'I Can't Explain How I Feel,' Teen Sentenced in Lawyers Hill Road Collision
Dale Audet may spend 18 months in jail for his involvement in a deadly collision in Elkridge.
Parents of two teenagers killed in a collision on Lawyers Hill Road last year spoke a lot about forgiveness at a sentencing hearing for the 19-year-old who had been driving more than 70 mph at times on the hilly, windy road in Elkridge.
Dale Kirk Audet, of Linthicum pleaded guilty in September to two counts of criminal negligent manslaughter
In statements made in Circuit Court Wednesday, victims' parents talked about how they came to forgive - or were trying to forgive - Audet. He had been “hill jumping” - accelerating over hills - on Nov. 25 of last year when the car he was driving went airborne and struck a tree, killing 19-year-old Jeffrey Giles of Linthicum and 18-year-old Jonathon Deckman, of Severn, who were passengers in the car.
Judge William Tucker sentenced Audet to three years for each charge of criminally negligent manslaughter, suspending all but 18 months total.
Tucker also said that if Audet’s attorney, David W. Fischer, were to file a “motion to reconsider,” presenting a home-detention option as opposed to jail time, he would consider it. As of Wednesday afternoon, however, Audet was headed to the Howard County Detention Center.
“These are never easy cases,” Tucker said before reading the sentence. “It’s never easy for anyone.”
Looking at Audet’s record, which included several warnings and citations for speeding, Tucker told Audet that he was a danger to others.
“You shouldn’t have had a license,” he said. “You were irresponsible with a 2,000-pound deadly weapon.”
"I think Judge Tucker is trying to send a message to young people about the consequences of irresponsible driving," Fischer said after the hearing, surrounded by friends and family of Audet and the victims. Fischer said that he hoped Tucker would consider house arrest so that Audet, who was severely injured in the collision, could continue rehabilitation.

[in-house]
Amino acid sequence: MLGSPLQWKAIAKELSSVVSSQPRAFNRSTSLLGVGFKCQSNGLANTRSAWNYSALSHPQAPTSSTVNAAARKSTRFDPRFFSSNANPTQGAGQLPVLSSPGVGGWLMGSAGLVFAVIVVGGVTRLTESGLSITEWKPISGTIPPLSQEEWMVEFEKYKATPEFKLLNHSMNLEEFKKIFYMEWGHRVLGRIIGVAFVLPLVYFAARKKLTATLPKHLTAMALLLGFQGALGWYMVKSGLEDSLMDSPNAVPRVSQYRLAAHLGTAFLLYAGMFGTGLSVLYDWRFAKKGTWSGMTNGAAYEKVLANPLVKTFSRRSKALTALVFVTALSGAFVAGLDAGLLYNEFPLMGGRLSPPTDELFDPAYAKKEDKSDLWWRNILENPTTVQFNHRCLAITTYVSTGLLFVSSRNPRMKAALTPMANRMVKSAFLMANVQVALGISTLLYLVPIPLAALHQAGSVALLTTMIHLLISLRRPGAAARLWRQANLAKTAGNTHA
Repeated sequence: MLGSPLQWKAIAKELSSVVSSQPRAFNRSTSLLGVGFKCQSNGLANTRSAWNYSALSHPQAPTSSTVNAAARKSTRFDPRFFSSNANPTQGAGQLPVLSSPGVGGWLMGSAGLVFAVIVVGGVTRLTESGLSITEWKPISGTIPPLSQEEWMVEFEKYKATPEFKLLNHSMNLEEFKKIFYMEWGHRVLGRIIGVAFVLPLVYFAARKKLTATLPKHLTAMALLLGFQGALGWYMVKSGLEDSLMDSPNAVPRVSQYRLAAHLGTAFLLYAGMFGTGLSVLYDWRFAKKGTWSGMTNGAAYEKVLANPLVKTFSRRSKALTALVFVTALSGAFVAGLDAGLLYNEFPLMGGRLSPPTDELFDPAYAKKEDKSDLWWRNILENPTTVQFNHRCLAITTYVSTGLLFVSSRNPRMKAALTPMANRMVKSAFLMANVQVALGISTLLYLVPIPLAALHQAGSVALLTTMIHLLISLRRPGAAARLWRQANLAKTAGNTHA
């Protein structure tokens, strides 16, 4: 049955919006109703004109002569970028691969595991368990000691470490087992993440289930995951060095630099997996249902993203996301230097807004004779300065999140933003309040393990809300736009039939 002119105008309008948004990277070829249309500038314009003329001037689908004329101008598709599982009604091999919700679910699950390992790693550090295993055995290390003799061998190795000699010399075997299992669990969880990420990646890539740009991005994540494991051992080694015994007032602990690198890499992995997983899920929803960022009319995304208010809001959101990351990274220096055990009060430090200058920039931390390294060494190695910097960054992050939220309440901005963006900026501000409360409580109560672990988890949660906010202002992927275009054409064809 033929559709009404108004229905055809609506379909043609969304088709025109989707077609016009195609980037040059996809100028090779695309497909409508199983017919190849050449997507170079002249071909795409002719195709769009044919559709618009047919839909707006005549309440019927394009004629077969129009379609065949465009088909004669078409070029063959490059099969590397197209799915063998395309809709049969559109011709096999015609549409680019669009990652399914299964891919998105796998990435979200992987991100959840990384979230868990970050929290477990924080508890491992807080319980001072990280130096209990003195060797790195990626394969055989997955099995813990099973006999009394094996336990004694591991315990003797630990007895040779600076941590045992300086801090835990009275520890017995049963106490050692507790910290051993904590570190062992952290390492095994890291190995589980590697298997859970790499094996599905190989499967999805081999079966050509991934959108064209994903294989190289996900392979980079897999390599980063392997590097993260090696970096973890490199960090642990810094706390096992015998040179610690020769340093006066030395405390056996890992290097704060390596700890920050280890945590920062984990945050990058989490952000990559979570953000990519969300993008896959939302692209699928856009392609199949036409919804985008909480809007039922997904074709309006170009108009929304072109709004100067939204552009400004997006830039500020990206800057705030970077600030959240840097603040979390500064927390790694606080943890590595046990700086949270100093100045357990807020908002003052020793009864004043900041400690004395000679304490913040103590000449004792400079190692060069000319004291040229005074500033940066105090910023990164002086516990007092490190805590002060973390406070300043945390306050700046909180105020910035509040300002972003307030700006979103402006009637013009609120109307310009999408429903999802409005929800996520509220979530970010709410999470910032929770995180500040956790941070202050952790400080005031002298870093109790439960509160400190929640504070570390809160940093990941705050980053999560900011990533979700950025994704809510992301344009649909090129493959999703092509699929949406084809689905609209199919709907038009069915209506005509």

“I don’t see what good a jail sentence will do,” Jonathon Deckman's father, Brian Deckman said in his testimony before the sentence was given out. When he went to see Audet in the hospital, Deckman said, “The first thing he said was ‘sorry.’ I told him I forgave him.”
Brian Deckman, who began crying as soon as he gave his name for the record, said of his son, “I know we will be reunited again.”
Jeffrey Giles’ mother, Karen Cole, stood with her husband as she told the court about the volunteer work her son had done in Honduras, digging wells to help people access safe water.
Of Jeffrey and Jonathan’s friendship: “They were best friends. They were baptized together and they died together.”
Cole also told the court about the day she gave Audet a hug.
“I told him we loved him and we forgave him.” But her grief, she said, made November a difficult month to handle. "I no longer want to celebrate my birthday," she said, because "one week later, that's Jeff's birthday and one week after that ..." he was pronounced dead at the scene of the collision.
Jonathon Deckman’s stepfather, Timothy Parthemore, addressed the court with his arm around wife Charnell Deckman. Before reading a poem that she wrote about the night of the collision, he turned to Audet and said that he and his wife were also trying to forgive.
“We are willing to forgive you today,” he said looking down at Audet, who was seated in a wheelchair. “But forgiveness does not take the place of responsibility.”
Charnell Deckman, barely comprehensible through her sobs, said the night before the collision, her son told her, “I am so thankful for you.
“The day after Thanksgiving. The day he told me how thankful he was, five days before his 20th birthday,” she said, he was gone.
“He was my first born son and now he’s his little brother’s guardian angel.”
Attorneys for two passengers who survived the collision, Allisa Yi and Carlie Davis, both of Glen Burnie, also relayed to Fischer that they did not want to see Audet serve time in jail, he said.
“It showed a lot of class and graciousness on their part,” Fischer said of victims and their families’ willingness to forgive Audet.
“It breaks your heart a little bit because you know that their children had as much class and graciousness as their parents.”
Audet had little to say when asked if he wanted to address the court. He apologized, saying that Jeff and Jon were his best friends.
"I can't explain how I feel," he said, "That I was driving, that I caused this ... I just can't explain how I feel with words."